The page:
Corporations Cook Up Teamwork In The Kitchen
By: NY1 News
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At a time when companies are down-sizing due to a tough economy, a culinary school in Lower Manhattan continues to flourish. NY1's Lindley Pless filed the following report.
Suzie O'Rourke of Cooking by the Book believes that the kitchen is no longer a place for just homemakers and professional chefs. In fact, her culinary school has been opening their doors to businesses across the city.
"Corporations come here to cook together, to eat what they've prepared, and to share an experience that they wouldn't normally have had," said O'Rourke. "And in a time when people are being let go and teams are shorter and smaller, this culinary program is more important because it fosters teamwork."
So while some companies gear their corporate events towards athletics, O'Rourke says that food is more effective in bringing people together.
"Not everybody is physical — not everybody can do the rock climbing, not everybody can do golf, or sport events like that," said O'Rourke. "But, everybody can eat."
Fitness Magazine has been planning events with Cooking by the Book for years, and recently hosted one last week for 30 of their clients and employees.
"It's just a very intimate way to interact because I think it really brings the pages of the magazine together for us because it's recipes that are right out of the magazine," said Amy Simmons of Fitness. "It really reinforces one of our pillars, and that is food and healthy eating."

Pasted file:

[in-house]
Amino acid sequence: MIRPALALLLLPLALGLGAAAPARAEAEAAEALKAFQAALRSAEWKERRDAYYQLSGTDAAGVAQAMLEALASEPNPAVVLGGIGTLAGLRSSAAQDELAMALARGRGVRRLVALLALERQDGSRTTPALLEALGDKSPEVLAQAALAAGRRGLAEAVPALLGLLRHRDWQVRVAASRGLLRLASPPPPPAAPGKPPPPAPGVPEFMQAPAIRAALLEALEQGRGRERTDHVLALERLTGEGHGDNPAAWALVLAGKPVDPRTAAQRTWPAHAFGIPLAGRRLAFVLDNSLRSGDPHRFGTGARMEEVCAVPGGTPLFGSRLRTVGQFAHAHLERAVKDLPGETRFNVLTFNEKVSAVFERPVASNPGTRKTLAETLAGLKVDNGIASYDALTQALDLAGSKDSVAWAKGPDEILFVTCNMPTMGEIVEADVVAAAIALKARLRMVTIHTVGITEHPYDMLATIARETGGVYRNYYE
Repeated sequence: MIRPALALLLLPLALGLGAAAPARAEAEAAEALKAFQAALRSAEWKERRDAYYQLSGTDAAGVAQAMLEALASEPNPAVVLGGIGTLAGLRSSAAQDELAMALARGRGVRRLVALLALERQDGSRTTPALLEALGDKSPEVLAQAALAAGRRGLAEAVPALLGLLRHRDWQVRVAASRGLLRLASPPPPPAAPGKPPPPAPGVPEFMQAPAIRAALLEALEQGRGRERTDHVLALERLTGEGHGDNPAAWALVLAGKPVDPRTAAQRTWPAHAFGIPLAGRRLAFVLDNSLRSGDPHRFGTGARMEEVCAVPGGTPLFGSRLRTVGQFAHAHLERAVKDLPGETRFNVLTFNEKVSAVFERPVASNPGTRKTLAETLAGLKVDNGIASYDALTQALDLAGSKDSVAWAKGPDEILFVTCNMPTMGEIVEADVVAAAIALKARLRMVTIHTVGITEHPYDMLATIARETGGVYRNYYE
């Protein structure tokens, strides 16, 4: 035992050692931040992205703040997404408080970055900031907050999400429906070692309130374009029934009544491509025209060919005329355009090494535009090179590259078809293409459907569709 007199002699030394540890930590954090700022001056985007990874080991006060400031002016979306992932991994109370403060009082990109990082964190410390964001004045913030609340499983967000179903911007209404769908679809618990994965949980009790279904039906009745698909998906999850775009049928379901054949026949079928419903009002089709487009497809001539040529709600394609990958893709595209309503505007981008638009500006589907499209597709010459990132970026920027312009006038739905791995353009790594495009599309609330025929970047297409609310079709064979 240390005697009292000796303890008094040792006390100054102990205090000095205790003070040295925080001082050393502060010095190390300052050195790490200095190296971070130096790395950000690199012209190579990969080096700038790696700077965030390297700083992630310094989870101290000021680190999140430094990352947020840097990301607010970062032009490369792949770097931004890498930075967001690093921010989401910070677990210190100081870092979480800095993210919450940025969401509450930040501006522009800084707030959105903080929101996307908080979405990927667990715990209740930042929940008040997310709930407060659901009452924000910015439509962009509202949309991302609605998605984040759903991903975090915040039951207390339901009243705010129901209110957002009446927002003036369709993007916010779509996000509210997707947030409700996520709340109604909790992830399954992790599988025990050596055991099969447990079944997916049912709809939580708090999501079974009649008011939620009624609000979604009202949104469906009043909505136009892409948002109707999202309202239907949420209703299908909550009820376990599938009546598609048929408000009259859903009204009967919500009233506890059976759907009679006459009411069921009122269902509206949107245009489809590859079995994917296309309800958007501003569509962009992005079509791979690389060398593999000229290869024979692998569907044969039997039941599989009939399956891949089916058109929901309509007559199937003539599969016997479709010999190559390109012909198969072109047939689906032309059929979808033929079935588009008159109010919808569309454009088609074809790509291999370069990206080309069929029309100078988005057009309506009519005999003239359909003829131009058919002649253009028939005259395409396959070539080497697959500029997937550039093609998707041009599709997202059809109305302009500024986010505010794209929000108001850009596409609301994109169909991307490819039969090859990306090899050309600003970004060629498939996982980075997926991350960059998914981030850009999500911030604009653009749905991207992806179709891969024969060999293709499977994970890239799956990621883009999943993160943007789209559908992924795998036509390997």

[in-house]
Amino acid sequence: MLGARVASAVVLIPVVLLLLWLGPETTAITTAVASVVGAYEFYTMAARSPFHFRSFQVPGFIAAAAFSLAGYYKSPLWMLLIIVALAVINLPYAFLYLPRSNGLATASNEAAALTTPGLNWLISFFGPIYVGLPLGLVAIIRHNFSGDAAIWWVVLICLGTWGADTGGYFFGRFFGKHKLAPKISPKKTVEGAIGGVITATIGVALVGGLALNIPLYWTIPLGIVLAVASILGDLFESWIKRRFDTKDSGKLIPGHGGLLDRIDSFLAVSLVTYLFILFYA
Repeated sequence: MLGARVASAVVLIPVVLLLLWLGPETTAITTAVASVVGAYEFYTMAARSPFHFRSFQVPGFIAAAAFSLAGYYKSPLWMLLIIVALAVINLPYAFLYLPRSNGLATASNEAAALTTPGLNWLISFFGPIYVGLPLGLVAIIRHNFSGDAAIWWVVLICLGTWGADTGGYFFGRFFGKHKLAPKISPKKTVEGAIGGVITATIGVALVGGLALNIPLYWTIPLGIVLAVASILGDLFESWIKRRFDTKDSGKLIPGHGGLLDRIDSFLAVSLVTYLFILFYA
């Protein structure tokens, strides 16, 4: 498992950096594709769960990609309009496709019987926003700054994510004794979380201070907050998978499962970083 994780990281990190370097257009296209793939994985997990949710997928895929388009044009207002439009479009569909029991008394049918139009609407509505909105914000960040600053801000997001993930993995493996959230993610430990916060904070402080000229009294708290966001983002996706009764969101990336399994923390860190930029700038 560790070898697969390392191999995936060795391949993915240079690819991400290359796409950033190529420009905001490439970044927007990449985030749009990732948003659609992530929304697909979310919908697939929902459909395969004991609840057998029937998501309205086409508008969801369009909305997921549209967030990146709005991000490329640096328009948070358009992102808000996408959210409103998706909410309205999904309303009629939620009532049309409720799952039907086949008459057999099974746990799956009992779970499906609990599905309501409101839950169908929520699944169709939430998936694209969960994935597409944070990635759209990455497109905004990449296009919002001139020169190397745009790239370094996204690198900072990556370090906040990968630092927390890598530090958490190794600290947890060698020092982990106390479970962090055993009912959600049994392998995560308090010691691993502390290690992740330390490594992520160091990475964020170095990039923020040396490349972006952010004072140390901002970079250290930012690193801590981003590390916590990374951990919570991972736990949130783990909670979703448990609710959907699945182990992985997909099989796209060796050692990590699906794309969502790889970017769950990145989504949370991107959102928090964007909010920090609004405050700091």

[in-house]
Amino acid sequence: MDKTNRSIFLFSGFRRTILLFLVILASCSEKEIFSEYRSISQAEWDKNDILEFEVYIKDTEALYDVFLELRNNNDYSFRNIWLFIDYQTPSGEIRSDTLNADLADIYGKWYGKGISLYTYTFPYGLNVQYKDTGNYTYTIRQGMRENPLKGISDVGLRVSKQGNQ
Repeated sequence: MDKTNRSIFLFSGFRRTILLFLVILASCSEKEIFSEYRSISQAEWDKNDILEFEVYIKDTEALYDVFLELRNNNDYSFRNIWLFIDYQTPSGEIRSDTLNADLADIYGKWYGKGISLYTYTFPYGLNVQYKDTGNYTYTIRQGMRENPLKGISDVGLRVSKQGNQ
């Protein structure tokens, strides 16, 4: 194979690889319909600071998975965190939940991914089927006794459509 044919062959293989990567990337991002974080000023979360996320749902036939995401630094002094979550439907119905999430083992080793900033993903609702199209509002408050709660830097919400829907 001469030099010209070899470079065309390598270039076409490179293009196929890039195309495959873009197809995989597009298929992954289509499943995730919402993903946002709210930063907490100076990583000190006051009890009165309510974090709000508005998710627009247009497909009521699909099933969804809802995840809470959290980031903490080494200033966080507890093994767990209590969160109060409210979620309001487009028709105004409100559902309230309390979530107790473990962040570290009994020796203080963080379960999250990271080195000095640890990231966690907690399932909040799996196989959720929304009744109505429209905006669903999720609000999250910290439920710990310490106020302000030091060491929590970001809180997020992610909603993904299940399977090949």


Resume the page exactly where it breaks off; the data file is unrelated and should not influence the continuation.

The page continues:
Simmons said the event is structured in a way that allows everyone to get involved. First, there is a cocktail hour, which allows the team to enter into a comfort zone. Then, it's off to the kitchen, where they break into teams to cook with trained professionals. Finally, they sit down to dinner to enjoy the fruits of their labor.
Simmons said Fitness will continue to work with Cooking by the Book because it gives them a chance to continue developing skills outside of their work environment.
"Any time you have people out of the office and you're working in a different way than you usually do on a daily basis, new things emerge that you wouldn't ordinarily see," said Simmons. "But a different kind of activity brings that out and gives you insights that you can actually turn around and build on and use when you're back in the office."
Other places that offer similar ideas include The Institute for Culinary Education, Cooking with Class, Pete's Eats, and the Culinary Loft.
Corporations are welcome, but they are also perfect for other special events like bachelorette parties, birthdays, and anniversaries.
- Lindley Pless